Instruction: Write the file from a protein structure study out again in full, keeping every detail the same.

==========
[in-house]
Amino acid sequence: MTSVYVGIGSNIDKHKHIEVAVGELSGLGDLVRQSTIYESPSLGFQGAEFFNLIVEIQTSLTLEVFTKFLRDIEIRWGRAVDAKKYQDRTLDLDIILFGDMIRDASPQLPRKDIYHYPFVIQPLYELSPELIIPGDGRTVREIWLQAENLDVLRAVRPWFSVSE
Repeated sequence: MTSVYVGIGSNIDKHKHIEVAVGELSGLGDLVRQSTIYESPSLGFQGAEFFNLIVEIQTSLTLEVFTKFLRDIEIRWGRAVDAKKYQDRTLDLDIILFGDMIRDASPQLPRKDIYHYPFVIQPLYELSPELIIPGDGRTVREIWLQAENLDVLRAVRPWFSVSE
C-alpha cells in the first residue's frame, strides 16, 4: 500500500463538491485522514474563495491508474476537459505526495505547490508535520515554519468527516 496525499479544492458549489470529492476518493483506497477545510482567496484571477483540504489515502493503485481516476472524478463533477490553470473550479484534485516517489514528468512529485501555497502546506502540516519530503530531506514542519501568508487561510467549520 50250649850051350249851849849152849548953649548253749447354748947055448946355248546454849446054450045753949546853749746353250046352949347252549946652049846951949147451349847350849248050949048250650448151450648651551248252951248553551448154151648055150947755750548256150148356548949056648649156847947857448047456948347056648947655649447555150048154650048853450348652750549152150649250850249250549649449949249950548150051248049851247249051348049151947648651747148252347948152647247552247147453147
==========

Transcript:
[in-house]
Amino acid sequence: MTSVYVGIGSNIDKHKHIEVAVGELSGLGDLVRQSTIYESPSLGFQGAEFFNLIVEIQTSLTLEVFTKFLRDIEIRWGRAVDAKKYQDRTLDLDIILFGDMIRDASPQLPRKDIYHYPFVIQPLYELSPELIIPGDGRTVREIWLQAENLDVLRAVRPWFSVSE
Repeated sequence: MTSVYVGIGSNIDKHKHIEVAVGELSGLGDLVRQSTIYESPSLGFQGAEFFNLIVEIQTSLTLEVFTKFLRDIEIRWGRAVDAKKYQDRTLDLDIILFGDMIRDASPQLPRKDIYHYPFVIQPLYELSPELIIPGDGRTVREIWLQAENLDVLRAVRPWFSVSE
C-alpha cells in the first residue's frame, strides 16, 4: 500500500463538491485522514474563495491508474476537459505526495505547490508535520515554519468527516 496525499479544492458549489470529492476518493483506497477545510482567496484571477483540504489515502493503485481516476472524478463533477490553470473550479484534485516517489514528468512529485501555497502546506502540516519530503530531506514542519501568508487561510467549520 50250649850051350249851849849152849548953649548253749447354748947055448946355248546454849446054450045753949546853749746353250046352949347252549946652049846951949147451349847350849248050949048250650448151450648651551248252951248553551448154151648055150947755750548256150148356548949056648649156847947857448047456948347056648947655649447555150048154650048853450348652750549152150649250850249250549649449949249950548150051248049851247249051348049151947648651747148252347948152647247552247147453147